On July 2, a vulnerability in the ticks account caused an exploit on Solana-based concentrated liquidity protocol Crema Finance for a total amount of $8,782,446. Crema Finance temporarily suspended the program and are now investigating it.
Crema Finance is a powerful concentrated liquidity protocol that provides superior performance for both traders and liquidity providers. It deployed the first concentrated liquidity market maker (CLMM) algorithm on Solana mainnet that allows users to add liquidity within their specified price ranges. Crema aims to redefine the capital efficiency and trading depth in non-evm ecosystems through both its CLMM infrastructure and a series of affiliated innovations such as NFT liquidity farming, smart router, etc.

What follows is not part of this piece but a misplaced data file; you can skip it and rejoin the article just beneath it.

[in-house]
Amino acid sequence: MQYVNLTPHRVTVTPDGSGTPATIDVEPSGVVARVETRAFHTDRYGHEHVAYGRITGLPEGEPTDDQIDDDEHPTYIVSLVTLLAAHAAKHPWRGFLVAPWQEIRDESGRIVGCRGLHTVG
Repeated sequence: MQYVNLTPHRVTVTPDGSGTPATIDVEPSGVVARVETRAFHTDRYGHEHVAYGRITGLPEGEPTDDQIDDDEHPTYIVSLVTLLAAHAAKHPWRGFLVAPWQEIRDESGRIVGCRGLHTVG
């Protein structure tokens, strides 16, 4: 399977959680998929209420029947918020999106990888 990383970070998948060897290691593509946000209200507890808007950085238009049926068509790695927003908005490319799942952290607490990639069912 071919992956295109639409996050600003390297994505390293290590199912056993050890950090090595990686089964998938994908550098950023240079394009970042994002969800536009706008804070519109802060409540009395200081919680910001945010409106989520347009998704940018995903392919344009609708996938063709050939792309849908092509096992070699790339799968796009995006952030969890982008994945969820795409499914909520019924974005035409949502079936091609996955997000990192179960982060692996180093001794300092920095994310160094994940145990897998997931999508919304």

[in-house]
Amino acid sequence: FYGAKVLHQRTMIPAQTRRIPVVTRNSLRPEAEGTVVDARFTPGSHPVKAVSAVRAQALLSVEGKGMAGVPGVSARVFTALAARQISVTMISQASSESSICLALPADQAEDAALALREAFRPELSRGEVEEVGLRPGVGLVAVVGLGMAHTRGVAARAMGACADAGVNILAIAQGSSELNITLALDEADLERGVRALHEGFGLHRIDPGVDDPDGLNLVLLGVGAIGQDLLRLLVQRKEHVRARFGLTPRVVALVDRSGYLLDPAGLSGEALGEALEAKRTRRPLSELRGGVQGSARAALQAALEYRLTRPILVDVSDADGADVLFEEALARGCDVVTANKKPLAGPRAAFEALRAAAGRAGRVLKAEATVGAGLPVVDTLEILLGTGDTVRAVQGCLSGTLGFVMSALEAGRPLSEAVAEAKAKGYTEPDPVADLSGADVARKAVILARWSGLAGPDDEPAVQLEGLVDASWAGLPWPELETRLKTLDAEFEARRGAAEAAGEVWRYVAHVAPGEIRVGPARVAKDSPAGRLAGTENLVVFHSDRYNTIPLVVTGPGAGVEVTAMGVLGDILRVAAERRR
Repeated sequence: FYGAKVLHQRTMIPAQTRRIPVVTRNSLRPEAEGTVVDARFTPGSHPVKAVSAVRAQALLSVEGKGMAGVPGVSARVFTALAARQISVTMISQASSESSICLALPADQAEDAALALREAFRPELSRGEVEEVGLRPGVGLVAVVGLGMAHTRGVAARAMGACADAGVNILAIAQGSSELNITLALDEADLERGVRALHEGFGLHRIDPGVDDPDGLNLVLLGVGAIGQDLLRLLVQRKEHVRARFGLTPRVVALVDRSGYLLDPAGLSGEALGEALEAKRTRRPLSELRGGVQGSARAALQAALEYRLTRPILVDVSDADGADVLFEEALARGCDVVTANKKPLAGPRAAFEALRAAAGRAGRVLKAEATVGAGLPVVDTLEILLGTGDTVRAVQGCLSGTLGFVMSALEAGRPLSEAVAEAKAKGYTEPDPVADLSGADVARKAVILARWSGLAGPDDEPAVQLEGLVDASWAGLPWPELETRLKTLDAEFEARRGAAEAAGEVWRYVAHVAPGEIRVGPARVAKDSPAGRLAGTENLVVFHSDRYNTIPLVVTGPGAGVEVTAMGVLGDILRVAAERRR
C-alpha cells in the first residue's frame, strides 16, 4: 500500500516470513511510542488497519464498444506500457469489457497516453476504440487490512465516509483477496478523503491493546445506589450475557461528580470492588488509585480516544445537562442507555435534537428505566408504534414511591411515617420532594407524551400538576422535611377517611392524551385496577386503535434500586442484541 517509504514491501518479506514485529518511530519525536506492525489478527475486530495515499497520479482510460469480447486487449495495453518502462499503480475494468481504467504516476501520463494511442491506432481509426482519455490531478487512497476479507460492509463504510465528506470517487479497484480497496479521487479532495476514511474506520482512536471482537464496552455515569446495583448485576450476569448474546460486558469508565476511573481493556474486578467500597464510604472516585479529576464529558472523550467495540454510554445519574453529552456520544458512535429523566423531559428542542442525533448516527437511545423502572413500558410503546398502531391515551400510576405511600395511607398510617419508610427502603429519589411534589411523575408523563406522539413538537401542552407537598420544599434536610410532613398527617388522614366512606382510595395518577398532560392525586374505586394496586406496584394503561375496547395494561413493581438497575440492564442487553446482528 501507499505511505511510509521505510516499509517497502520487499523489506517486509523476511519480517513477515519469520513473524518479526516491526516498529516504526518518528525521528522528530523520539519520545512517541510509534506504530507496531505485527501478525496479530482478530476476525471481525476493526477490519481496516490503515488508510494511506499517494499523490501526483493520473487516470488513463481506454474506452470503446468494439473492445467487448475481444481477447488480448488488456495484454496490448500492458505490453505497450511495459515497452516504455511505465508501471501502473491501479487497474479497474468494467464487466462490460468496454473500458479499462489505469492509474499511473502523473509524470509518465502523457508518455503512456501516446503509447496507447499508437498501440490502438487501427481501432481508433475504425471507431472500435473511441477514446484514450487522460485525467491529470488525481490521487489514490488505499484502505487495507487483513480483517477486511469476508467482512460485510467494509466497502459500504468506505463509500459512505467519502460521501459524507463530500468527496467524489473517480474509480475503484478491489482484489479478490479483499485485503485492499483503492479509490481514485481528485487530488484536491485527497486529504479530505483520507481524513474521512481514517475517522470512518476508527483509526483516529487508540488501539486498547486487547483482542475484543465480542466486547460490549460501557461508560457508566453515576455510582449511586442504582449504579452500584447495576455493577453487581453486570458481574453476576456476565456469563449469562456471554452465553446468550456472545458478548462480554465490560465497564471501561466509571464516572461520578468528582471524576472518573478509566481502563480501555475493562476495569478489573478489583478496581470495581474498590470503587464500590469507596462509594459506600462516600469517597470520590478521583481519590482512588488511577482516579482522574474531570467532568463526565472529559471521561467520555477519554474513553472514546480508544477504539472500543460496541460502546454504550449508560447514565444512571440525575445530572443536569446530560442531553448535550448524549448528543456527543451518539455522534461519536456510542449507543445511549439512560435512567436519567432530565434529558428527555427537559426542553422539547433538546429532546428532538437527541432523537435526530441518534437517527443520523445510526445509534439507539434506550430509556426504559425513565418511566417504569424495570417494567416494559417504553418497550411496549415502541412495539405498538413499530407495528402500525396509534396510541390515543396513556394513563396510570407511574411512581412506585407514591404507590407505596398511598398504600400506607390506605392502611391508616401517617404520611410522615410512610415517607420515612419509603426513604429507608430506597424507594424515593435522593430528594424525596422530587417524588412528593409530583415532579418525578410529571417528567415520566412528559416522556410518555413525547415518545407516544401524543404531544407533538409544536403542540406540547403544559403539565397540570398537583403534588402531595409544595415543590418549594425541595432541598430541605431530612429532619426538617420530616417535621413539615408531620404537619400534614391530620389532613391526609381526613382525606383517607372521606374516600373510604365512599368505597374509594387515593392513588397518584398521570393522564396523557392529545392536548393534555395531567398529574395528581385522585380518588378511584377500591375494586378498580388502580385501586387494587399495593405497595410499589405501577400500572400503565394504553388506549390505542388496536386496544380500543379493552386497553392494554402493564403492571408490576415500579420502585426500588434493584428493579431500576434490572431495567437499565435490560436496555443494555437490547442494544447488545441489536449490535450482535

Hacker’s Solana address is Esmx2QjmDZMjJ15yBJ2nhqisjEt7Gqro4jSkofdoVsvY, and the Ethereum address is 0x8021b2962dB803b73Aa874030B0B42c202E8458F, which are both blacklisted now.
The hacker started by creating a fake tick account, a dedicated account that stores price tick data in CLMM. After that, the hacker circumvented Crema Finance’s owner verification on the account by writing the initialized tick address of the pool into the fake account.
Next, the hacker deployed a contract and used it to make a flash loan from Solana to add liquidity on Crema to other open positions. In CLMM, the calculation of transaction fees mainly relies on the data in the tick account. As a result, the authentic transaction fee data was replaced by the faked data so the hacker completed the scam by claiming a huge fee amount from the pool.
The funds have now been located and Crema Finance will continue tracking its movements. Contracts will be resumed once the issue is fixed and the investigation completed. The company will then create a plan to patch the issue going forward.